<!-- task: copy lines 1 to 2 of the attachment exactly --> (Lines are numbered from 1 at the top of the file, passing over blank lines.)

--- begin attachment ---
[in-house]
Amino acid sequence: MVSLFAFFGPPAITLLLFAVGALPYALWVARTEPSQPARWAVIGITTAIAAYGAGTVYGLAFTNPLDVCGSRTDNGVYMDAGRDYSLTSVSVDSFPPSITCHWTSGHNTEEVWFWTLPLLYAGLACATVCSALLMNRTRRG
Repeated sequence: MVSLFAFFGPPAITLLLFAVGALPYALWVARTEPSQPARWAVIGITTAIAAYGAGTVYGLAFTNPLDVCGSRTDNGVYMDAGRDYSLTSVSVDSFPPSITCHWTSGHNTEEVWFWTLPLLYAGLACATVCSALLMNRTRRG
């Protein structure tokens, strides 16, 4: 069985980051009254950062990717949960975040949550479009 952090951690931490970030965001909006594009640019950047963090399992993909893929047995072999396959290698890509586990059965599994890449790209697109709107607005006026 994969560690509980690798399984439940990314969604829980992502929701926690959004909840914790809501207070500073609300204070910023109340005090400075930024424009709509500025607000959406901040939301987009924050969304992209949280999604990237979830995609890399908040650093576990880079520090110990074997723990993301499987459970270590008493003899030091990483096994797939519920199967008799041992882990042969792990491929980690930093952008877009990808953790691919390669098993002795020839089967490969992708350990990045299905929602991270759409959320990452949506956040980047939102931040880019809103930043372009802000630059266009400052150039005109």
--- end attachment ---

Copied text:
[in-house]
Amino acid sequence: MVSLFAFFGPPAITLLLFAVGALPYALWVARTEPSQPARWAVIGITTAIAAYGAGTVYGLAFTNPLDVCGSRTDNGVYMDAGRDYSLTSVSVDSFPPSITCHWTSGHNTEEVWFWTLPLLYAGLACATVCSALLMNRTRRG